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The Metropolitan Opera
Act I of Rigoletto at the Met, with Lewis, Mattsey, Crawford, Beczala and Lučić
© Beth Bergman 2013
The Act III quartet with Volkova, Beczala, Lučić and Damrau
© Beatriz Schiller 2013
Beczala in the Met's new Rigoletto
© Beatriz Schiller 2013
Michael Mayer, one of the American theater's most respected directors, made his Metropolitan Opera debut on January 28 with a new staging of Rigoletto set in Las Vegas in 1960. Mayer's best-known theater credit is probably his Tony-Award-winning direction of the rock musical Spring Awakening in 2007, but his work has embraced a variety of disciplines and styles: on Broadway alone, Mayer has mounted thoughtful, intelligent productions of Chekhov's Uncle Vanya and Arthur Miller's A View from the Bridge, as well as Warren Leight's harrowing memory play, Side Man, and the candy-colored musical pastiche, Thoroughly Modern Millie. Mayer's best work for the theater has been marked by clarity, wit and an impressive degree of intelligence; his direction of actors is sure-handed and stylish, as witness the number of artists who have given career-defining performances under his guidance. All of Mayer's familiar virtues were evident in his production of Rigoletto: the staging and pacing of the intimate scenes involving the three principal characters were very well-handled, and most of the various comprimario roles were brought to life within the context of the opera's new "show biz" setting with point and flair, due in no small measure to the superb work of costume designer Susan Hilferty. Emalie Savoy's Countess Ceprano was gowned in the style of Marilyn Monroe; Maria Zifchak's Giovanna was a beehived matron with a pack of cigarettes in the pocket of her cardigan; Alexander Lewis's Borsa was an antic dinner-jacketed comic.
But as sometimes happens, the sheer exuberance of Mayer's invention — at least as far as the physical production was concerned — dominated the piece at hand without offering any particular illumination or fresh insight. The Vegas sets, by Christine Jones — a Spring Awakening colleague of Mayer's, as are Hilferty and lighting designer Kevin Adams — were wonderfully gaudy and crass, especially in the Act I, scene 1 setting of "The Duke's Casino," a neatly done capture of the hermetically sealed world of excess that was Las Vegas in 1960. In this Rigoletto, the Duke was a Sinatra-esque headliner, whose "Questa o quella" was choreographed by Steven Hoggett to look like a Sands Hotel revue number, complete with showgirls and oversized feather fans. The byplay between the Duke and his "Rat Pack" cronies Marullo (Jeff Mattsey), Borsa and Ceprano (David Crawford), had a nice edge, although the reinvention of Monterone (Robert Pomakov) as an Arab sheik seemed to misfire, inspiring some discomfiting chuckles in the audience on opening night. (It is unpleasant to believe that a character in Arab costume would automatically be regarded by a modern audience as a comic figure, but that seems to be the case in 2013.) But the crux of the drama — the Act II post-abduction scene in which we should realize the scope of the Duke's depravity, as well as the force of Rigoletto's hunger for vengeance — was served up rather mildly; the chorus was awkwardly deployed, Monterone's execution was dispatched as a mob-style hit and, most damagingly, Rigoletto's entrance was weakly staged. This scene is the one in which Rigoletto should grab the drama by becoming a killer; that did not register here, as the action refused to get darker, dominated as it was by the glittering figures of the Duke and his entourage. The final act was slickly staged, with Adams's lighting design especially effective.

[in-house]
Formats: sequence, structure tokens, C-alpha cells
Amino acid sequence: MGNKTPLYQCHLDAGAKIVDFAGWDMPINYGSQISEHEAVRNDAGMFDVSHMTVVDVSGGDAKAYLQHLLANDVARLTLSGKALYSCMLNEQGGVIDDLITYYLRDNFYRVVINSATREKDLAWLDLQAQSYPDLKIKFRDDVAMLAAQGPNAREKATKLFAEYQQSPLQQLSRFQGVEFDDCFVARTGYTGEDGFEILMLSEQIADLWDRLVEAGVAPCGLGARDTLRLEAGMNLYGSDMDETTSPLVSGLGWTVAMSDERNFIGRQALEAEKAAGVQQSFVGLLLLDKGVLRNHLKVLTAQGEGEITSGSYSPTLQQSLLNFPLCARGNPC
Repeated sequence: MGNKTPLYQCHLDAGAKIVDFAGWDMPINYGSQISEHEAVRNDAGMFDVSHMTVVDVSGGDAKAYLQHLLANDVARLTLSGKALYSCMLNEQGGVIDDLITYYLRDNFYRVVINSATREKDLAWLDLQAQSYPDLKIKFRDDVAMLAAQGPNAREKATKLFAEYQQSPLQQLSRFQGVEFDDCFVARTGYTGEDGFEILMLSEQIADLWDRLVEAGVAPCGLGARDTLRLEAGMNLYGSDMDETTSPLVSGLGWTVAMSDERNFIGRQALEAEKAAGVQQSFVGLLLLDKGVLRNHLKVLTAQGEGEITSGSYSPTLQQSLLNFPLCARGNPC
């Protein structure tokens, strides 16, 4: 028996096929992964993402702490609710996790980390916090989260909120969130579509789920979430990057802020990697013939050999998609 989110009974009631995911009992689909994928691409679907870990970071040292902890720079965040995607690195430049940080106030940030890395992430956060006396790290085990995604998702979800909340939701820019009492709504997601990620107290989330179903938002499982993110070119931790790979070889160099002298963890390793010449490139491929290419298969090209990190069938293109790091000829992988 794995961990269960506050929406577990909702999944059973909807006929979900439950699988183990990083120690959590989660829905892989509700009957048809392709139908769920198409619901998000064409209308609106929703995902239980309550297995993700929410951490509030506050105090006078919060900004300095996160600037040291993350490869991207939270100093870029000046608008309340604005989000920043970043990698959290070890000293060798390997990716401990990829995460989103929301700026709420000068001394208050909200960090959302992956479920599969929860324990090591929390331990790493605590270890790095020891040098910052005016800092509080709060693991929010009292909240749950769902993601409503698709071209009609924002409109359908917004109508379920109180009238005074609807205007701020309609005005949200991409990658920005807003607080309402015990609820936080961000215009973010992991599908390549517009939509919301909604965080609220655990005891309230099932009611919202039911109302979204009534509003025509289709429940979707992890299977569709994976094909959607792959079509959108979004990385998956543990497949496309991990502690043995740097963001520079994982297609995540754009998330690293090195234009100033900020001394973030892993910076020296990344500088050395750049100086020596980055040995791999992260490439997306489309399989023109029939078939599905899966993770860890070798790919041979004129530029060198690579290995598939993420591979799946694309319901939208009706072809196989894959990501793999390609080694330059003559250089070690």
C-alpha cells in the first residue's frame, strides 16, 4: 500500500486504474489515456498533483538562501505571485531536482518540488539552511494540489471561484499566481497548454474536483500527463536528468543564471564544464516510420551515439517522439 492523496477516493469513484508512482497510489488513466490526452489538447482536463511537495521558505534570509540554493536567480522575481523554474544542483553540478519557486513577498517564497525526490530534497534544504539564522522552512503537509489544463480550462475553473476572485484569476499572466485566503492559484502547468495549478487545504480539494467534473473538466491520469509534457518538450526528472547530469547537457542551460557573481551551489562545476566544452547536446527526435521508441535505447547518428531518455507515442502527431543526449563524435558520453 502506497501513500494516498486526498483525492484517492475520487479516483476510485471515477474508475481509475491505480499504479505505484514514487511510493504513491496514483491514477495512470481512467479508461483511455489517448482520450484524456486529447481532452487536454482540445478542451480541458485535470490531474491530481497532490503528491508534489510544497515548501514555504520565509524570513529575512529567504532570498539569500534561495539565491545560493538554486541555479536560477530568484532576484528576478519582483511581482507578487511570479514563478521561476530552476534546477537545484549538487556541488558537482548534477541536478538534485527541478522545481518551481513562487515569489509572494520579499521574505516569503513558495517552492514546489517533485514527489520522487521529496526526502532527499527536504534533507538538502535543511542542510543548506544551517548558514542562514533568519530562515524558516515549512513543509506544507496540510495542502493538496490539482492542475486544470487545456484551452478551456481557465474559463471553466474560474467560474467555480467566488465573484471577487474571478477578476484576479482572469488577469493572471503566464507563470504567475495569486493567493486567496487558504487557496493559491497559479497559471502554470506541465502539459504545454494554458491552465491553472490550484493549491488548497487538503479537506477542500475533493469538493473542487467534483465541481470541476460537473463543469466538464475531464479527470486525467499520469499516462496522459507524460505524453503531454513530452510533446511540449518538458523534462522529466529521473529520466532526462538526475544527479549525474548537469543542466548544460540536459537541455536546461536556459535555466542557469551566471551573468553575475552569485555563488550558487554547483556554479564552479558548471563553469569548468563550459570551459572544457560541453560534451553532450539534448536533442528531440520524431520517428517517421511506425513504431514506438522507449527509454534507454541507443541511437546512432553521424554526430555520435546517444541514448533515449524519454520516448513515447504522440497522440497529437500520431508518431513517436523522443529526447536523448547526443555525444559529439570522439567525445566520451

The Met cast the show brilliantly: the three principals, deftly led by Michele Mariotti, could not have been bettered. Piotr Beczala stole the show, offering outrageous cool-cat charisma as the Duke, singing and moving with immaculate grace. Diana Damrau offered full-throated, nonpareil command of Gilda's music in Acts I and II and a surpassingly sensitive account of the girl's death scene in Act III. Željko Lučić, probably the best Rigoletto in the world today, acted with vigor and sounded thrilling as the jester, some minor slips in intonation on climactic notes aside. Štefan Kocán was a superbly oily Spafucile, Oksana Volkova a disappointingly conventional Maddalena.
F. PAUL DRISCOLL